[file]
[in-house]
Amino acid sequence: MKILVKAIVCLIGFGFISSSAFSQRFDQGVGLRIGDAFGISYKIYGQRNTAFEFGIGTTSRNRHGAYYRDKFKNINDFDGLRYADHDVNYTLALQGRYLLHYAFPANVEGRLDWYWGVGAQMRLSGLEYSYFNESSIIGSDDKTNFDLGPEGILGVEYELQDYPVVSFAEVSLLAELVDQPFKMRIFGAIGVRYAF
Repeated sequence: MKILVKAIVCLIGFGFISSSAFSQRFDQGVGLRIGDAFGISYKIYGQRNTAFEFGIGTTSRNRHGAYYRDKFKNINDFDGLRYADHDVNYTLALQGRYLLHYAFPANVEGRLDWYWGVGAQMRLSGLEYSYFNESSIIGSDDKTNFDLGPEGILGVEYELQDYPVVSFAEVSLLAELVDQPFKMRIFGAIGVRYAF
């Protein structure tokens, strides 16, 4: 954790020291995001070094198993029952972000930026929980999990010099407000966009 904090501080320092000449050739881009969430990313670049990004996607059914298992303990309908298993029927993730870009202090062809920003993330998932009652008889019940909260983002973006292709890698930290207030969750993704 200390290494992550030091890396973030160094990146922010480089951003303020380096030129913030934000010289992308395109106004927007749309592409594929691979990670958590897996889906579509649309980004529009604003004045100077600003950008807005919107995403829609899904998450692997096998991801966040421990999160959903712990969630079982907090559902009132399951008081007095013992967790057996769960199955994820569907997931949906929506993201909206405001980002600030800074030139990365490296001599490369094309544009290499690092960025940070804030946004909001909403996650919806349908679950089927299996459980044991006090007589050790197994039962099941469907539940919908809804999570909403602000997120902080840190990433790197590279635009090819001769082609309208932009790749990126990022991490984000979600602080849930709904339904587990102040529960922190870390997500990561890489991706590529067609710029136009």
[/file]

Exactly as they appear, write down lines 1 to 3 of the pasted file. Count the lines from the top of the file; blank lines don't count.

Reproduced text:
[in-house]
Amino acid sequence: MKILVKAIVCLIGFGFISSSAFSQRFDQGVGLRIGDAFGISYKIYGQRNTAFEFGIGTTSRNRHGAYYRDKFKNINDFDGLRYADHDVNYTLALQGRYLLHYAFPANVEGRLDWYWGVGAQMRLSGLEYSYFNESSIIGSDDKTNFDLGPEGILGVEYELQDYPVVSFAEVSLLAELVDQPFKMRIFGAIGVRYAF
Repeated sequence: MKILVKAIVCLIGFGFISSSAFSQRFDQGVGLRIGDAFGISYKIYGQRNTAFEFGIGTTSRNRHGAYYRDKFKNINDFDGLRYADHDVNYTLALQGRYLLHYAFPANVEGRLDWYWGVGAQMRLSGLEYSYFNESSIIGSDDKTNFDLGPEGILGVEYELQDYPVVSFAEVSLLAELVDQPFKMRIFGAIGVRYAF